Brand Accountability Matters: Say What You Mean And Mean What You Say

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HONG KONG, CHINA – 2020/06/12: American multinational fashion and luxury accessories chain brand … [+] Coach store and logo seen in Hong Kong. (Photo by Budrul Chukrut/SOPA Images/LightRocket via Getty Images)

SOPA Images/LightRocket via Getty Images

A few brands are in the news again for accountability issues. Despite all the evidence that Gen Z consumers believe that businesses must follow their lead, Coach and Minnetonka had to re-learn this lesson over the past few weeks.

Coach was called out for slashing and dumping merchandise returned to a Dallas mall store, yet this was not the first time a luxury brand has been caught destroying its own merchandise.

In 2018, Burberry became the object of a major backlash and numerous headlines for its practice of destroying unsold stock at the end of the season by burning it.

Speaking to a lack of understanding regarding sustainability…

The public was incensed to learn that this practice was rife in the luxury world, not just at Burberry, which led to a very valid outcry about waste, overproduction, and overconsumption.

The French government even went so far as to pass a law banning the burning or destruction of overstock. Three years later, Coach still thinks that nobody would pay attention. Instagram’s Diet Prada was there first, with its “Coach Blasted for Destroying Unsold Merchandise in Viral TikTok Video” post racking up over 200,000 likes. The TikTok was created by an environmental activist and shows destroyed Coach purchases from a woman who recycles items from dumpsters.

The worst thing about this public relations disaster is the conflicting messages. Coach’s website encourages customers repair and refurbish Coach products. However, on the other hand it seems to allow store associates to make some in-store returns non-sellable.

It’s vitally important today that companies live up to the promises they make to consumers.

Not surprisingly, after these posts on social media, Coach told CNN it had “‘ceased’ destroying in-store returns and would look to ‘responsibly repurpose, recycle and reuse excess or damaged products.'” However, brands must remain vigilant in order to protect their images. One viral TikTok video could cause a company to lose years of good corporate citizenship.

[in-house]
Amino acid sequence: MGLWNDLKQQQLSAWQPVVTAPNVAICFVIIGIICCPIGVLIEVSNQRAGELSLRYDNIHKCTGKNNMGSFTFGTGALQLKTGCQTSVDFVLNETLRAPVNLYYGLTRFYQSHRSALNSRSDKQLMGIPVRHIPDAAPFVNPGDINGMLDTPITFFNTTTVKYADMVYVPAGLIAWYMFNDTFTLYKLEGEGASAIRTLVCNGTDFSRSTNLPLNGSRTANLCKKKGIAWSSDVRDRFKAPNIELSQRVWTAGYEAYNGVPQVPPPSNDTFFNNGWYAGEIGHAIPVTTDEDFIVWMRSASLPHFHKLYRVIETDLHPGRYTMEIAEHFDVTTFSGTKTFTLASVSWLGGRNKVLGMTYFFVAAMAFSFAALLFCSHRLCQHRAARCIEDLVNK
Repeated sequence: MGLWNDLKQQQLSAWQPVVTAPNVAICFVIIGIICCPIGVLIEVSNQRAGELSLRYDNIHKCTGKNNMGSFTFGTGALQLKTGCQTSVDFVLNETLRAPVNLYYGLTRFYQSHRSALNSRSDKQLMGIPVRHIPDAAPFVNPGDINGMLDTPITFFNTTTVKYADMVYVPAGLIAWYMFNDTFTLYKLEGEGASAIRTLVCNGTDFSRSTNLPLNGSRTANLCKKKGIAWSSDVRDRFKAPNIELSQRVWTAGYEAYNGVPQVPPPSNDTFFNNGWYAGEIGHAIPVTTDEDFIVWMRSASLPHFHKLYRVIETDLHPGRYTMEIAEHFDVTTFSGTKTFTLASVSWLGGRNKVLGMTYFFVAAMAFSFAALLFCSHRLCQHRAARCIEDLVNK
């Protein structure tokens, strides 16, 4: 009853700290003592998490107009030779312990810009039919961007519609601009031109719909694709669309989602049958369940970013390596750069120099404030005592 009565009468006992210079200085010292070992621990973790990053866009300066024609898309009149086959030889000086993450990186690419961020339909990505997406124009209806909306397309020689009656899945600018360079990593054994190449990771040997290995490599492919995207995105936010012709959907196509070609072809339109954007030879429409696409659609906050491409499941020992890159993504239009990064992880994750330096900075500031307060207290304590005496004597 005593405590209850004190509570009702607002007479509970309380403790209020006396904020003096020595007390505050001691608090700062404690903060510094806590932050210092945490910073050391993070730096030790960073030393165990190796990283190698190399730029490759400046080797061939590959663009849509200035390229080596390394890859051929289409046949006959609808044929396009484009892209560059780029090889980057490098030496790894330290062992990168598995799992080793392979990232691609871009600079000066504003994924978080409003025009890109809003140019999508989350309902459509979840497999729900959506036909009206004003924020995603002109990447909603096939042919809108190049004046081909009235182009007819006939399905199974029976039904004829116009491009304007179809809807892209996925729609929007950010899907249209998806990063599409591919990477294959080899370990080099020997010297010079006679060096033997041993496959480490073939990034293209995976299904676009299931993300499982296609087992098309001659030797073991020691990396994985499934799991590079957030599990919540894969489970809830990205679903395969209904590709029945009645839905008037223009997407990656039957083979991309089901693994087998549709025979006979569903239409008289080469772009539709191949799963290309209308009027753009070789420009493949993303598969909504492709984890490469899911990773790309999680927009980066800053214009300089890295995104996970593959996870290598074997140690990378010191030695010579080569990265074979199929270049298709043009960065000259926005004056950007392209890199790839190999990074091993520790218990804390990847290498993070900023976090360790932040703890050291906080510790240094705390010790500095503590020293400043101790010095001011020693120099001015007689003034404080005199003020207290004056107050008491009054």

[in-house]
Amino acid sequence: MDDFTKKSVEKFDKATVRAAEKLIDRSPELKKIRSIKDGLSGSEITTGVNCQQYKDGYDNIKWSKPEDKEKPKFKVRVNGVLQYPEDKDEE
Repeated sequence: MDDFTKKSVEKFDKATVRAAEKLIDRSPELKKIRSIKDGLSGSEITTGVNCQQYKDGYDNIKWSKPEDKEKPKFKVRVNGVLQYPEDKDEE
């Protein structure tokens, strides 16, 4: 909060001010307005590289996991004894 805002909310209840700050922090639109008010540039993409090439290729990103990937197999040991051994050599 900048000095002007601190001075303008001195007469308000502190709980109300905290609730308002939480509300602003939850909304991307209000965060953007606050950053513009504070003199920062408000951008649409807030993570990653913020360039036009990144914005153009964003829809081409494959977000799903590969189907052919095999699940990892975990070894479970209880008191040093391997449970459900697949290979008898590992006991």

Had Coach used Voice of the Customer analytics to gain a better understanding of the company’s risk profile. Coach could have listened to customers firsthand about their concerns and decided that it should use damaged merchandise more effectively. Instead of creating negative headlines, the brand could have promoted positive messaging about its recycling, upcycling and repair of damaged merchandise.

Brands today must understand their risk profile for potentially irreparable reputational damage.

Listening would have alerted Coach or Burberry to the dangers that have occurred.

As Gen Z grows in strength–and they are predicted to take over the economy by 2030–marrying commercial goals with transparent ethics will become increasingly more important for all brands. Haim Israel, a co-author of Bank of America’s BAC survey on Gen Z, said, “”If they haven’t done so already, businesses and investors need to start adjusting their strategies to reflect Gen Z’s growing political, social and economic influence.”

According to a recent study by First Insight and the Baker Retailing Center at the Wharton School of the University of Pennsylvania results point to the growing adoption for sustainable purchases, with Generation Z influencing other generations towards sustainability. According to the report, the majority of Gen Z consumers believe sustainability is more important than brand names when making purchasing decisions.

Brands are likely to continue being criticized for not living up to their promises unless they ask the right questions and take action to stop launching and producing negative campaigns and items before they go to market. Listening to the Voice of the Customer and testing and learning will be the best and most cost-effective way to protect brands and move into a more transparent, accountable future.

Greg Petro, Contributor
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